DNA cinephile🏳️🌈’s review published on Letterboxd:
The Lighthouse. 2019. Directed by Robert Eggers.
The Lighthouse (2019) is a story book approach to folk horror storytelling by Robert Eggers. 19th Century Lighthouse lore of northeastern United States and Western Europe is a major element that serves as inspiration for this instant classic. It plays like a combination of many of our favorite films including, Alfred Hitchcock’s The Birds (1963) David Lynch’s Lost Highway (1997), John Houston’s The Misfits (1961), and Stanley Kubrick’s The Shining (1980). With the aforementioned movies in mind, one can get an idea of the grandiose scope and high calibre filmmaking/storytelling that Robert Eggers conjures up in The Lighthouse. There was no way around including classic literature, legends, and first hand diaries including marine storytelling from the time period. In fact, Eggers had a source material disclaimer near the end of the credits that stated, “The dialogue was inspired by and drawn from various period sources from Herman Melville to real life lighthouse keepers’s journals, and especially the work of Sarah Orne Jewett.”
Once the aforementioned ingredients were mixed with Robert Pattinson (Thomas Howard/Ephraim Winslow) and Willem Defoe (Thomas Wake) and put in a lighthouse in Maine in the 1890’s for four weeks, the outcome of the social experiment is electrifyingly wet, claustrophobic, violent, with some lovingly drunk scenes. In the beginning, Defoe is barking orders at Pattinson like a Marine Core drill Sergeant who has zero mercy. Pattinson’s character at first is a bit skeptical but goes along with this hazing. Then, as conditions go from bad to worse he is seriously hallucinating and considering killing Defoe. This film is all about these two characters. However, there is a mermaid/siren played by Valeriia Karaman. She is a wet sultry, seductive siren who lures Pattinson into a sensual love making scene on the rocks as water crash all around them. We see this as a flashback while he masterbates to a scrimshaw (whale bone carved) miniature mermaid. This style of storytelling is stellar and the stars are definitely crossed for all the characters concerned.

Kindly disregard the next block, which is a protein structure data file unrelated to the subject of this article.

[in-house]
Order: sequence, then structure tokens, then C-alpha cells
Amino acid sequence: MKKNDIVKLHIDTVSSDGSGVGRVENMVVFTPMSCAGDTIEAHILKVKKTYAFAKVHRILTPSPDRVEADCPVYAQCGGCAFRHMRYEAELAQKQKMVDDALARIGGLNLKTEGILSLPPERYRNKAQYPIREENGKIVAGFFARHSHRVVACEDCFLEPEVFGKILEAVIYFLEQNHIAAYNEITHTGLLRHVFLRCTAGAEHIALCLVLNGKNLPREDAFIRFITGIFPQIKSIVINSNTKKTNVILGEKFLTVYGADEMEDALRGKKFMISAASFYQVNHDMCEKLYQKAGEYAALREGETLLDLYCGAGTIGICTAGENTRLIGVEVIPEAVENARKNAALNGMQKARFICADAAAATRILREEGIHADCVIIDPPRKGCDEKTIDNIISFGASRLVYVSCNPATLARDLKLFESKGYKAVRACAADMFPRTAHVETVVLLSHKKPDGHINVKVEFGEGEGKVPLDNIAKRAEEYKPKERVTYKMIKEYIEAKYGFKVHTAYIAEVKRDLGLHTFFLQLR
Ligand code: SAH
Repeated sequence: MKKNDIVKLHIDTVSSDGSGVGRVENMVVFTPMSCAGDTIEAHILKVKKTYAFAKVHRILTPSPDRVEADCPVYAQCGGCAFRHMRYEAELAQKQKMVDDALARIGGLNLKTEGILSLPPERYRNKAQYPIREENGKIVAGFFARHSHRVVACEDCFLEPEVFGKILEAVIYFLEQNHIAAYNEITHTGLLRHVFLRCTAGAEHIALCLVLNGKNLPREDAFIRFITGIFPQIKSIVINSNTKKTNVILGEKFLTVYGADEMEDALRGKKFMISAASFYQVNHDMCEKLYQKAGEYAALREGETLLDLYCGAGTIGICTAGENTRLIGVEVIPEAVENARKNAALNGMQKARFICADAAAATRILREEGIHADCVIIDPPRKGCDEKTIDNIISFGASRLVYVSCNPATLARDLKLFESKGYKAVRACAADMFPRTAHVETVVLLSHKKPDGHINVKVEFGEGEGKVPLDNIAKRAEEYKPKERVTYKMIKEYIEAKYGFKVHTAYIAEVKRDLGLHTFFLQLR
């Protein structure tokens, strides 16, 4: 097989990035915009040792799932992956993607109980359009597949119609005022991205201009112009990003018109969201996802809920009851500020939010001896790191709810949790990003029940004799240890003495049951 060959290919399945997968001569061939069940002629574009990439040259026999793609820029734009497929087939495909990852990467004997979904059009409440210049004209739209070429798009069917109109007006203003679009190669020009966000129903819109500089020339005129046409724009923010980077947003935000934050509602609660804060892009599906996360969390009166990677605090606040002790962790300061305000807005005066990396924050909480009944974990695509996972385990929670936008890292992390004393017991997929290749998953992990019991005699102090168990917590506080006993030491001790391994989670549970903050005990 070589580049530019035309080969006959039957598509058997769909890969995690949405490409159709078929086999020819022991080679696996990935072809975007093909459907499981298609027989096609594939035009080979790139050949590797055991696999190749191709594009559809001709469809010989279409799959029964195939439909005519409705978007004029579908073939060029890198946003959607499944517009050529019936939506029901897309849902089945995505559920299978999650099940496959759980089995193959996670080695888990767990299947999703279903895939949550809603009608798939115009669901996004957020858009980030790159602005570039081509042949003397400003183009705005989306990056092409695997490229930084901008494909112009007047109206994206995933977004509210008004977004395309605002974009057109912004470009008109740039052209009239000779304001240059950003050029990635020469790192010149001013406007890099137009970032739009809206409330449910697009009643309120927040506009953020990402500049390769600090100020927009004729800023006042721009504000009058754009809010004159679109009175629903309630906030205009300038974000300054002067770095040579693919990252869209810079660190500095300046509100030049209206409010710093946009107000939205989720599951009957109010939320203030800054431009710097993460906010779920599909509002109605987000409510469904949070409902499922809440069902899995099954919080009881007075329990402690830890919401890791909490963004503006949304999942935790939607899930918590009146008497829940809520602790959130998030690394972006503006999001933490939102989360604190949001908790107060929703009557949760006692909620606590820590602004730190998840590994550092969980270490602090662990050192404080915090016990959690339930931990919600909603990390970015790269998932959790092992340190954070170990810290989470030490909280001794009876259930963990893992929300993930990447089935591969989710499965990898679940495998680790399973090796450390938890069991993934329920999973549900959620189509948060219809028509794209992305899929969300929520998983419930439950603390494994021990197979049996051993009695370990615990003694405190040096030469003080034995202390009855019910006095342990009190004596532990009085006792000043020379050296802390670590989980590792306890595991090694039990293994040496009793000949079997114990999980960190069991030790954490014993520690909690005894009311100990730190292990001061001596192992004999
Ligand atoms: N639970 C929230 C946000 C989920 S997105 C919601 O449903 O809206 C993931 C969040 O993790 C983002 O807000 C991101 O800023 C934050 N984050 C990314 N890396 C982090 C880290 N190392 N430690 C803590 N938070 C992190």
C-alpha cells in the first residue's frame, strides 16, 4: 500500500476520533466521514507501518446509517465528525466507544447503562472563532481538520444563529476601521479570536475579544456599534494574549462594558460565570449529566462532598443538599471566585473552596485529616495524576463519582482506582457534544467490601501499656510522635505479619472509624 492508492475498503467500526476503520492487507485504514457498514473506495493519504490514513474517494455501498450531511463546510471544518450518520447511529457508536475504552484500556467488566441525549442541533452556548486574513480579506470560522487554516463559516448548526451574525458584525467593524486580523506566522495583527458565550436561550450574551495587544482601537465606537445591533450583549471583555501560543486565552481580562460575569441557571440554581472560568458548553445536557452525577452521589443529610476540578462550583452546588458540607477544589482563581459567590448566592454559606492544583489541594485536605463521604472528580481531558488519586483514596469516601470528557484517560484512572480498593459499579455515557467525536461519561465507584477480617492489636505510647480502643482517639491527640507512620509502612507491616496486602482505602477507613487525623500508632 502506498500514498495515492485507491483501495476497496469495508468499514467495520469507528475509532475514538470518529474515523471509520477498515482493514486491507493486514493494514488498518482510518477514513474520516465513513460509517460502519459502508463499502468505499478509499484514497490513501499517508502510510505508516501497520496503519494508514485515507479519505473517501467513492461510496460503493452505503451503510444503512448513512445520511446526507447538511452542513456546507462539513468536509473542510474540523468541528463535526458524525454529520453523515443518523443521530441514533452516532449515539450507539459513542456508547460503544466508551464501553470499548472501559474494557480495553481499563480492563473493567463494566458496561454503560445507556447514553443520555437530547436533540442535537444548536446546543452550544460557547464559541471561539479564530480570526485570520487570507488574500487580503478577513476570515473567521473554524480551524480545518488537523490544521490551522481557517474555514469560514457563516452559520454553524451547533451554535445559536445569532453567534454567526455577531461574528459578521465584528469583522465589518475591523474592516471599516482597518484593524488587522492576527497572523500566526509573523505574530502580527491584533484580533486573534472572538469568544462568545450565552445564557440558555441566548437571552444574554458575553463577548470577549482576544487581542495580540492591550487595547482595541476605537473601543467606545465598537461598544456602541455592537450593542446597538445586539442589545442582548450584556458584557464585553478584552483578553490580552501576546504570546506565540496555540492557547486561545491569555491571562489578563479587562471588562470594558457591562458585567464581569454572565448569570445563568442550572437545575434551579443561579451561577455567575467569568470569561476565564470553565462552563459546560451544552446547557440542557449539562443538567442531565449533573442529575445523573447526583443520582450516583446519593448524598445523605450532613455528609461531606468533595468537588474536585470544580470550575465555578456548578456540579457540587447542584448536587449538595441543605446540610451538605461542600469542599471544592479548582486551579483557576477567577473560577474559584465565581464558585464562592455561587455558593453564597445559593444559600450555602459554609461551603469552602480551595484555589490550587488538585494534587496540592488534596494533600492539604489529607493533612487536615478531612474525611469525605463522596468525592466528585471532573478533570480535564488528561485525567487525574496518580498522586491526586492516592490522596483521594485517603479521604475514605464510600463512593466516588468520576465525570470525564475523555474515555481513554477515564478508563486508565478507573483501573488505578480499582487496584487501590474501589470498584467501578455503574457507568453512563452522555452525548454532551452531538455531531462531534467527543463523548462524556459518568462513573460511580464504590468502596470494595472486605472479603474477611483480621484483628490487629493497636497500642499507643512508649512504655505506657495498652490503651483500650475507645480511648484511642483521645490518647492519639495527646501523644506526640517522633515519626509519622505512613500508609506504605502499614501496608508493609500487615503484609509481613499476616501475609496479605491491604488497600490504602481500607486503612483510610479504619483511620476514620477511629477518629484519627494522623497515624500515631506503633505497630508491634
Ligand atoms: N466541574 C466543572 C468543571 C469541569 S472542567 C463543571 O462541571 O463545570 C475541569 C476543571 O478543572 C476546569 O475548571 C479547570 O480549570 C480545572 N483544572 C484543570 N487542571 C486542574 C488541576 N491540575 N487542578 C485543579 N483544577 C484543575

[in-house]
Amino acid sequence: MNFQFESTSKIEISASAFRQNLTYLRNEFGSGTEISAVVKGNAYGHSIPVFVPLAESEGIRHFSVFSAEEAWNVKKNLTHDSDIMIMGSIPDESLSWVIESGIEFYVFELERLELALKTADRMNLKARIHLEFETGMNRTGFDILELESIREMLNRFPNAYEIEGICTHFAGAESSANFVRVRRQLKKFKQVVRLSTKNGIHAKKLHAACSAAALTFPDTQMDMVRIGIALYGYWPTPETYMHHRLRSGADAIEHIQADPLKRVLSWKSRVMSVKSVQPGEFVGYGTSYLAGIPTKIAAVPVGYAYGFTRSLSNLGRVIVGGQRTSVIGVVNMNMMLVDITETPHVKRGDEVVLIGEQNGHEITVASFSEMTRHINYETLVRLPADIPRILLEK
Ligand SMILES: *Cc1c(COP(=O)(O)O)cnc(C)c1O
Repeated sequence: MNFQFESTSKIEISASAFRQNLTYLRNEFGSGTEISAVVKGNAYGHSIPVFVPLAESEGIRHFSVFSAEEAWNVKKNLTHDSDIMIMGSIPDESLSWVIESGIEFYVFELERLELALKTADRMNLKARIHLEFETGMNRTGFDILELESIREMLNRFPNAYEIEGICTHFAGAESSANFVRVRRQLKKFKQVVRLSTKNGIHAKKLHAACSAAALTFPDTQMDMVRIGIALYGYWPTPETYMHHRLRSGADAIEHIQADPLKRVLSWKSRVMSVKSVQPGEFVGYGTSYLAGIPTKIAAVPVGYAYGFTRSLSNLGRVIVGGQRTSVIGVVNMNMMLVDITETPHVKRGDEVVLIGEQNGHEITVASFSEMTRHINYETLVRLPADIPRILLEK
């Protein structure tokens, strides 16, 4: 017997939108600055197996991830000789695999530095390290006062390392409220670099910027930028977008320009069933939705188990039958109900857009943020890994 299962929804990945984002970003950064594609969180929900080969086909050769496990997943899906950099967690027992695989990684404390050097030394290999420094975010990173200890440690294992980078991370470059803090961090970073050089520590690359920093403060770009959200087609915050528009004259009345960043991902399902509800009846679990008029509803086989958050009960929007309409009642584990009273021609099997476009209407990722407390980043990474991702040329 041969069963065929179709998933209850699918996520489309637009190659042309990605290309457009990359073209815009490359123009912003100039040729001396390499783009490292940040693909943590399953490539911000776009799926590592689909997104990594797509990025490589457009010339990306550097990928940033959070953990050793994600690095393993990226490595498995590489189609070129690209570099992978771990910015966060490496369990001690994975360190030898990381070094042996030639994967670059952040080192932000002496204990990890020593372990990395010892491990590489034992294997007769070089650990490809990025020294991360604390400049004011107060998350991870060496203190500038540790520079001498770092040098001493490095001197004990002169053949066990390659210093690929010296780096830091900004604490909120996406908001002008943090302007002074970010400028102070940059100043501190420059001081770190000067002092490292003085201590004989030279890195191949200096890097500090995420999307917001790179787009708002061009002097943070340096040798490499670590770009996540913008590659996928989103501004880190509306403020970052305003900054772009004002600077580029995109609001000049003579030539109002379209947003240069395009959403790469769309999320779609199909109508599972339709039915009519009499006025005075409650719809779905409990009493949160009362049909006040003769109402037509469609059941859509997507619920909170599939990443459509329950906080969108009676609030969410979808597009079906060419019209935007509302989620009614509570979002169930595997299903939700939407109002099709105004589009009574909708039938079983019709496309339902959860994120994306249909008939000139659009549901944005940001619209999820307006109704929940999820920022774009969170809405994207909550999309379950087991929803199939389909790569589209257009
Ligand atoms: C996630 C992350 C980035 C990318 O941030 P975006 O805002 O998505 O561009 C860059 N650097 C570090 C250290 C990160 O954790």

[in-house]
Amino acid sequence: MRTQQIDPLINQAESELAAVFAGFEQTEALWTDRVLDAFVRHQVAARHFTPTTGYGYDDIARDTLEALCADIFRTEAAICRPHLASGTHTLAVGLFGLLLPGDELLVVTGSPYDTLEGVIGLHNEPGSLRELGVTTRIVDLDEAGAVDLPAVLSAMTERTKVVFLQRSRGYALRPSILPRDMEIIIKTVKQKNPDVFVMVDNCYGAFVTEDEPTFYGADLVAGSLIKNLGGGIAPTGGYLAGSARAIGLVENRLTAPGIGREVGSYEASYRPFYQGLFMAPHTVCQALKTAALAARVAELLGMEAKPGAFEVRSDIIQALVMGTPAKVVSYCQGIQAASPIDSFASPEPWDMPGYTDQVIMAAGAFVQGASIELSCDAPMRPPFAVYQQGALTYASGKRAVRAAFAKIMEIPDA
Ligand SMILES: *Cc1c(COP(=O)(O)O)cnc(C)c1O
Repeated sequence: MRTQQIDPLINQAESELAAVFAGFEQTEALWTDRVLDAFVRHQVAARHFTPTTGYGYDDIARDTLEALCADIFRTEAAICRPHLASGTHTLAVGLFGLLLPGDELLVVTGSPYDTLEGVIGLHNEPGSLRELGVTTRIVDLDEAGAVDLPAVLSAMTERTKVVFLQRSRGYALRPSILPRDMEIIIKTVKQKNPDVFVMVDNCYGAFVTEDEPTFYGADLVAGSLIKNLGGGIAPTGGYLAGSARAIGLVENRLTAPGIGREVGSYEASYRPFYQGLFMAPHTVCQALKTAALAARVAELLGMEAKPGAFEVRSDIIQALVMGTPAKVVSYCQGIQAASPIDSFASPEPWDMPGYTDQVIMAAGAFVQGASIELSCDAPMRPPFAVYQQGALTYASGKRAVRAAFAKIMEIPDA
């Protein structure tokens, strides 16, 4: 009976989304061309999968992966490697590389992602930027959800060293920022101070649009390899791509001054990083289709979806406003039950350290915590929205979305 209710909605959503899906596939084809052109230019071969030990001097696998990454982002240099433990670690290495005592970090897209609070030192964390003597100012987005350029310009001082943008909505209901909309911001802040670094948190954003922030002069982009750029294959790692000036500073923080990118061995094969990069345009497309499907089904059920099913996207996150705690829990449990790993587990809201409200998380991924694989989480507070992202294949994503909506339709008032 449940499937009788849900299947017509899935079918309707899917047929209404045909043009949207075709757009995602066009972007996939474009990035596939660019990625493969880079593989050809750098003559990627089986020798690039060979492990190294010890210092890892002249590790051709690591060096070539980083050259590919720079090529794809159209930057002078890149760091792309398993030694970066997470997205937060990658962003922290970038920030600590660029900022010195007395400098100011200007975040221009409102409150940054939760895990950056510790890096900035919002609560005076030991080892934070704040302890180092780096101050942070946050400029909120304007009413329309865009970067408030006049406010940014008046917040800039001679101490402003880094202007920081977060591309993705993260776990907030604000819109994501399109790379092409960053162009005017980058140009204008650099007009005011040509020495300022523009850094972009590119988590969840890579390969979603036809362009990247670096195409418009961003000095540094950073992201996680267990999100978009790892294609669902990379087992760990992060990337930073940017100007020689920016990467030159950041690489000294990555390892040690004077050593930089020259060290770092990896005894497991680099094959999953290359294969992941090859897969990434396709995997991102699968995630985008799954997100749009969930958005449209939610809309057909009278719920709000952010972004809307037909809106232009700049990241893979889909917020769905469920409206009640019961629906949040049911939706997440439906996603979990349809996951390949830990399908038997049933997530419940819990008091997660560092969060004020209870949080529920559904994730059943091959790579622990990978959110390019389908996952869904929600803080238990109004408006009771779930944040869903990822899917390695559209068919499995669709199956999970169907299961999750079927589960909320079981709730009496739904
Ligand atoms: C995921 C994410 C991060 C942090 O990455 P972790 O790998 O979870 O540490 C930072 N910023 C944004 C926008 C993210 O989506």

The cinematography was Oscar nominated and the DP was Jarin Blaschke (a regular of Eggers who filmed The Witch and The Northman). The composer (Mark Korven) and the “sound department” were so perfectly dialed into the scenes that all doubt was dispelled. We were tossed into this nightmarish four week marathon in the lighthouse yet enlightened when we left. The composition and sounds were so convincing that we were jumping occasionally and found ourselves on the edge of the couch more than once. The Lighthouse is another Eggers masterpiece. We have yet to see a bad film by this brilliant auteur. Every time we see one his films we say to each other, “He will have an Oscar or a Cannes Palm d’Or soon.”
The choice to shoot in black in white added to the eerie nature and made the characters pop. In other words, if the film were shot in color, it would have lacked the gravitas. We do not want to go into the amazing dialogue that Defoe spills out like the professional actor he is but, it is so brilliant. It is like hearing Samuel Taylor Coleridge’s “The Rhyme of the Ancient Mariner” read aloud in bits and pieces in one’s favorite movie. This should have garnered multiple nominations in all the pertinent categories especially Best Original Screenplay. But, Eggers was not so fortunate. One day he will succeed.
DNA A24 Marathon.
Purchased on AppleTV.